I love trying to figure out what my place is in the world. As as a human being and as an artist. During the year leading up to turning 50, I studied Brene Brown's work on vulnerability. I read her books and took classes. Within the first few lessons of one of the courses I realized that vulnerability and courage are a huge part of my creative process. Empathy and connection are as well. My creativity is born out of those qualities and as uncomfortable as they are sometimes, it is what puts people at ease with me.
Mantra Project: York Street
In the York Street photograph series within the Mantra Project, I explore connection between single mothers and their children. This series grew out of a partnership between the Visual Arts Center of New Jersey, a nonprofit arts education center in Summit with programming to connect people and art, and The York Street Project in Jersey City. The York Street Project is a ministry of the Sisters of St. Joseph of Peace, which aims to reduce the cycle of poverty in households headed by women through education, housing, and childcare services. In the York Street photographs, each mantra that I painted in white on the skin of the child and/or mother is an agreement between parent and child, a kind of mission statement to help maintain strong positive family connections in spite of life’s challenges.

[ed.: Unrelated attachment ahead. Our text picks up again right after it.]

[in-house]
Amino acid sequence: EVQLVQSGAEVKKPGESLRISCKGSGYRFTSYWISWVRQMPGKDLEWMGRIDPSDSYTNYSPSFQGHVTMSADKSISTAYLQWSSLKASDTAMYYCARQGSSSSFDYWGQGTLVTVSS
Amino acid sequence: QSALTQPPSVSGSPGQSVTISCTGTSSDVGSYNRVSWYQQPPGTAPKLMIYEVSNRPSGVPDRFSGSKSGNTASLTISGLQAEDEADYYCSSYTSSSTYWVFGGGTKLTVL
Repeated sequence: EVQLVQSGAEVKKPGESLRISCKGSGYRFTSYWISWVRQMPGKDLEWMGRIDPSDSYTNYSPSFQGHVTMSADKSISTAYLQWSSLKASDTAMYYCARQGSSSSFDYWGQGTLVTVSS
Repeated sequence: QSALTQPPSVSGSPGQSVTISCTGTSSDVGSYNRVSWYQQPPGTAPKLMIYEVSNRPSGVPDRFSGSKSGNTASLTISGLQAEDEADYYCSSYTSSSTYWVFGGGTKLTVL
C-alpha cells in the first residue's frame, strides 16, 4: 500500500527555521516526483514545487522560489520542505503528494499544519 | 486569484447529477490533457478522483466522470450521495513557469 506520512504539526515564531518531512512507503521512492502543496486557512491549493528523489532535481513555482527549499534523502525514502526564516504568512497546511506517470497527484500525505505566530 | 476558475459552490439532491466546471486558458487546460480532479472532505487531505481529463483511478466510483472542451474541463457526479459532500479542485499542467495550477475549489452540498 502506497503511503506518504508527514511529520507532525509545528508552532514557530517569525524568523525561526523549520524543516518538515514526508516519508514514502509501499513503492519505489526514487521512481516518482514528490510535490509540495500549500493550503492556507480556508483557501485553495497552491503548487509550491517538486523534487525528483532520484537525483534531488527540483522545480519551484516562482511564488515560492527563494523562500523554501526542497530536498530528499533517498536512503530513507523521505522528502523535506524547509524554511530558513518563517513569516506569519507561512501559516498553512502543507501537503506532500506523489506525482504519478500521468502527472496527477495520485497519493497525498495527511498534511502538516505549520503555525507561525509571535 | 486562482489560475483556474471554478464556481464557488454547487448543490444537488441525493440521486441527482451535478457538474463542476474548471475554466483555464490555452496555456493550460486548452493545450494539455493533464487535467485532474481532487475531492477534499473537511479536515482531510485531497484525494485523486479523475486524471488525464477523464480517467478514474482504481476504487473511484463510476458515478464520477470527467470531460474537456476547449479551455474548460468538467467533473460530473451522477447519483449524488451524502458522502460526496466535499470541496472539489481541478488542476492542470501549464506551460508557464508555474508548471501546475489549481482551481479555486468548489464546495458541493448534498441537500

In the entire Mantra Project, I seek to share the experience of feeling vulnerable, and the connectedness that comes from vulnerability, through both mantras and photography. I developed the concept for the project after creating my own personal mantra, “breathe into the uncertainty,” as part of a vulnerability workshop grounded in the research and teachings of Brené Brown. According to Brown, “vulnerability is the birthplace of connection and the path to the feeling of worthiness.” Portraits within the larger Mantra Project are of adults, teenagers, and children as young as six, painted with the words they will repeat to themselves for inner strength when the world is unkind. Human connection has been the common theme throughout all of my drawings, paintings, and photographs since I left the commercial art world in 2009. After twenty-five years creating dreamlike photographs of models or objects for hundreds of book covers, I shifted my focus to fine art portrait photography in order to explore and encourage connection and understanding between individuals and across communities. Through these intimate portraits of women and children from the York Street Project, I hope to connect the communities in which we live.